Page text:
Note the use of clashing color patterns during the psychoanalytic sessions and especially the extended drug-party sequence which is virtually dialogue free and creates an oneiric atmosphere through outre camera angles and a use of a deliberately distorted soundtrack. The performer-as-assassin/remote-control killer scenario goes all the way back to GRITOS EN LA NOCHE, EL SECRETO DEL DR. ORLOFF through ATTACK OF THE ROBOTS [CARTES SUR TABLE], MISS MUERTE, VAMPYROS LESBOS and VENUS IN FURS, just to mention a few of the more famous examples in Jess Franco's filmography.

The presentational aspects are everything and the show must go on, style is content in the films of Jess Franco. It opens, after subtly disturbing glimpses of ocean breakers through a gently swaying curtains, with Irina being "presented" by Fabian. We see them, puppeteer and puppet, backstage, about to enter the nightclub as the audience are silhouetted against the high North African Gothic stained-glass windows. It's a breathtaking moment, if you have an "eye", that is. One gets a sense of the audience in the nightclub watching the viewer of the film as we rather uncomfortably watch the "show." The performer-spectator nexus is subverted again and again here as in most of Franco's essential work, replaced with hidden agendas, role playing within role playing, mirrors which become windows and vice-versa.

In her trance state, everything which can be termed ontological reality is reversed for Irina. Her unconscious is represented as a walled off area which begins to rupture here and there. Fabian's face will occasionally penetrate the wall, slowly coming into focus before becoming blurred again. One really gets a sense what it's like to be inside the consciousness of someone who is a sort of Manchurian Candidate, a zombie. The outside world only exists as a distant haze of colored forms echoing with muffled voices, heavy sighs and cries in the night.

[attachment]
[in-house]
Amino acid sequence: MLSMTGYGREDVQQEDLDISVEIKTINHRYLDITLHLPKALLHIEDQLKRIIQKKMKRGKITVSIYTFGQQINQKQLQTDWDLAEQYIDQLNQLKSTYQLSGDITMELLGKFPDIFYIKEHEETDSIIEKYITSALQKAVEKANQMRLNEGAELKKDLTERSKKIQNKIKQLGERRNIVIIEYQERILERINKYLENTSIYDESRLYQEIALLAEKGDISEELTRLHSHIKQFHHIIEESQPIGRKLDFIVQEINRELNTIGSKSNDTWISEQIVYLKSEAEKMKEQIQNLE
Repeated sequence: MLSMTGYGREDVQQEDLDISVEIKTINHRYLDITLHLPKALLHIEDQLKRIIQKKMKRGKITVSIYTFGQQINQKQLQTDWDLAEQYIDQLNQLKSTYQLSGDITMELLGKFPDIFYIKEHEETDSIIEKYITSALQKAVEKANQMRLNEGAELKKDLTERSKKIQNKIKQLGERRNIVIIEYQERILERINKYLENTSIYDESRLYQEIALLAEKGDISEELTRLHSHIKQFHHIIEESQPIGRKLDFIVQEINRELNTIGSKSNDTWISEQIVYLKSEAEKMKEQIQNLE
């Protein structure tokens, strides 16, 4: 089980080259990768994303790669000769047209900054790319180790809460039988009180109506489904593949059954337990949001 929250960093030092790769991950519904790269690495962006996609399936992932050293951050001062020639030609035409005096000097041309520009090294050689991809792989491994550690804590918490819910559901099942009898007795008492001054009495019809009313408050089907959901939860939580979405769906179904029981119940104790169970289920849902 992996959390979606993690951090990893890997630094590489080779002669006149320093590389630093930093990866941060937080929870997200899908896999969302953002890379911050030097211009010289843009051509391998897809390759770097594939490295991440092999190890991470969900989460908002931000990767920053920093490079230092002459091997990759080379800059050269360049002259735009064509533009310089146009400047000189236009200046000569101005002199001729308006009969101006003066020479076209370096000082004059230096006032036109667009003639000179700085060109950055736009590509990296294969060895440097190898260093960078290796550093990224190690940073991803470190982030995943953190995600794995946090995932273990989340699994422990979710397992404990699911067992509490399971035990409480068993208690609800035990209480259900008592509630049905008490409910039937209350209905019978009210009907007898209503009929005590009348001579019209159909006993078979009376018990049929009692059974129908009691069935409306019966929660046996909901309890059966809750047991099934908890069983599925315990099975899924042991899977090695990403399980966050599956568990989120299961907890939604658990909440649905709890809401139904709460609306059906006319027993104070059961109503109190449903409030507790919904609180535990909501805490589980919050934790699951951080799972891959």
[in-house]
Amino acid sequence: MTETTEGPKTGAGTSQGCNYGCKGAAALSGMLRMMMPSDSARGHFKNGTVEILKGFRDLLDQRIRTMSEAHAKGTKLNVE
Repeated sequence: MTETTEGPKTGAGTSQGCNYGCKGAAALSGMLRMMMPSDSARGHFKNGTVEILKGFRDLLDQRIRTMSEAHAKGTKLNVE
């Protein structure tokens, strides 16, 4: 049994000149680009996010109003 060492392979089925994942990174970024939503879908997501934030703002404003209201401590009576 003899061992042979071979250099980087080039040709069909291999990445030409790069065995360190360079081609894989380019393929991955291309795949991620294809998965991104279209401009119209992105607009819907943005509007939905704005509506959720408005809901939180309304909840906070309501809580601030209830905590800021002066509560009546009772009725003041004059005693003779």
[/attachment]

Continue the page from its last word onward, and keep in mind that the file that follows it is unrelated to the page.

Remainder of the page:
Let's hope that a company like Severin Films gives this film the deluxe DVD presentation it deserves, in 2.35:1 aspect ratio from vault elements with English subtitles. It does exist on DVD as one of the "Spanish newsstand" discs and on vhs from the 1989 Caliente Video. I've only been able to see MIL SEXOS TIENE LA NOCHE via this MILLION DOLLAR VIDEO CORP cassette, which is cropped to 1:33.1, after its opening Techniscope credit sequence. It remains a stunning film even in that highly compromised format.

It should also be noted that MIL SEXOS TIENE LA NOCHE was just one of at least twelve films Jess Franco made in 1982.

[Thanks also to Francesco Cesari]

(c)Robert Monell, 2008


Anonymous said...

That widescreen version looks great. I have the cropped version on DVDR.

Tom Mather said...

I've recently seen Mil Sexos in an incredibly murky print but was totally blown away by it. I'd love to see a pristine copy on DVD. Nightmares Come at Night is one of my Franco favourites, but this is even better.

The jokey ending is really shocking after all the dreamlike scenes leading up to it. Whether this is successful, I don't know, but is it another example of Franco drawing attention to film as film (forced conventional happy ending)?

This has to be my favourite Golden Film so far. I prefer it to Gemidos de Placer which I thought started rather poorly, though that's not to take away from it's stylistic daring and gorgeous land/seascapes.

Robert Monell said...

That widescreen version looks great. I have the cropped version on DVDR.

Yes, I'd like to see it on a good DVD presentaion.

Tom: I agree that this is self reflexive film on film study, and Franco playsing the psychiatrist clinches it in an amusing way. This, GEMIDOS, BOTAS NEGRAS LATIGO DE CUERO, THE SINISTER DR. ORLOFF are all 1982 Golden Films productions which deserve quality DVD presentations.